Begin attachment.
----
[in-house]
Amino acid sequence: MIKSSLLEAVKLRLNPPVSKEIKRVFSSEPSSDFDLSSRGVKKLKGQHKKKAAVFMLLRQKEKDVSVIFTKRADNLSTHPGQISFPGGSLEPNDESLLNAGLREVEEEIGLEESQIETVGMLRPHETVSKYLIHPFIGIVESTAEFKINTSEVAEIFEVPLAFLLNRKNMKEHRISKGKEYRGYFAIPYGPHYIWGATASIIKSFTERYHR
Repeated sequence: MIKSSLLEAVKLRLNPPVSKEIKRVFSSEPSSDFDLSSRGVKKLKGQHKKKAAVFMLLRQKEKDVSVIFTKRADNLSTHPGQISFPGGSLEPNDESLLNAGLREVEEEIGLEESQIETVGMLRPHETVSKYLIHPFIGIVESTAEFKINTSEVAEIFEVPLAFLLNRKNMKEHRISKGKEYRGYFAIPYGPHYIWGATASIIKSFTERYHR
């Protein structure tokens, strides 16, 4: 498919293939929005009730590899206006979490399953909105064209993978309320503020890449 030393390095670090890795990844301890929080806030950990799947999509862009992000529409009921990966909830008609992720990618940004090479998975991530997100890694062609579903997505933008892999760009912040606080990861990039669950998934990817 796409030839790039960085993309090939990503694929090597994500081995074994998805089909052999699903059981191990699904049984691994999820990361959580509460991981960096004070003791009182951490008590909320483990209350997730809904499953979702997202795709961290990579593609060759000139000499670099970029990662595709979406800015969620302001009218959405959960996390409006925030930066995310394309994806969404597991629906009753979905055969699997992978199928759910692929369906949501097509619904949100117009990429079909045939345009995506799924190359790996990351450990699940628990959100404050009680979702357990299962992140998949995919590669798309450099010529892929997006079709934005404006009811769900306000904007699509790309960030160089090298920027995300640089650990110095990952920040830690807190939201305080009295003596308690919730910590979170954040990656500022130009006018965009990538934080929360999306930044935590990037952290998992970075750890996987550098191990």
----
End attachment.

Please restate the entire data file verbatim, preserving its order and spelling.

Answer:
[in-house]
Amino acid sequence: MIKSSLLEAVKLRLNPPVSKEIKRVFSSEPSSDFDLSSRGVKKLKGQHKKKAAVFMLLRQKEKDVSVIFTKRADNLSTHPGQISFPGGSLEPNDESLLNAGLREVEEEIGLEESQIETVGMLRPHETVSKYLIHPFIGIVESTAEFKINTSEVAEIFEVPLAFLLNRKNMKEHRISKGKEYRGYFAIPYGPHYIWGATASIIKSFTERYHR
Repeated sequence: MIKSSLLEAVKLRLNPPVSKEIKRVFSSEPSSDFDLSSRGVKKLKGQHKKKAAVFMLLRQKEKDVSVIFTKRADNLSTHPGQISFPGGSLEPNDESLLNAGLREVEEEIGLEESQIETVGMLRPHETVSKYLIHPFIGIVESTAEFKINTSEVAEIFEVPLAFLLNRKNMKEHRISKGKEYRGYFAIPYGPHYIWGATASIIKSFTERYHR
């Protein structure tokens, strides 16, 4: 498919293939929005009730590899206006979490399953909105064209993978309320503020890449 030393390095670090890795990844301890929080806030950990799947999509862009992000529409009921990966909830008609992720990618940004090479998975991530997100890694062609579903997505933008892999760009912040606080990861990039669950998934990817 796409030839790039960085993309090939990503694929090597994500081995074994998805089909052999699903059981191990699904049984691994999820990361959580509460991981960096004070003791009182951490008590909320483990209350997730809904499953979702997202795709961290990579593609060759000139000499670099970029990662595709979406800015969620302001009218959405959960996390409006925030930066995310394309994806969404597991629906009753979905055969699997992978199928759910692929369906949501097509619904949100117009990429079909045939345009995506799924190359790996990351450990699940628990959100404050009680979702357990299962992140998949995919590669798309450099010529892929997006079709934005404006009811769900306000904007699509790309960030160089090298920027995300640089650990110095990952920040830690807190939201305080009295003596308690919730910590979170954040990656500022130009006018965009990538934080929360999306930044935590990037952290998992970075750890996987550098191990």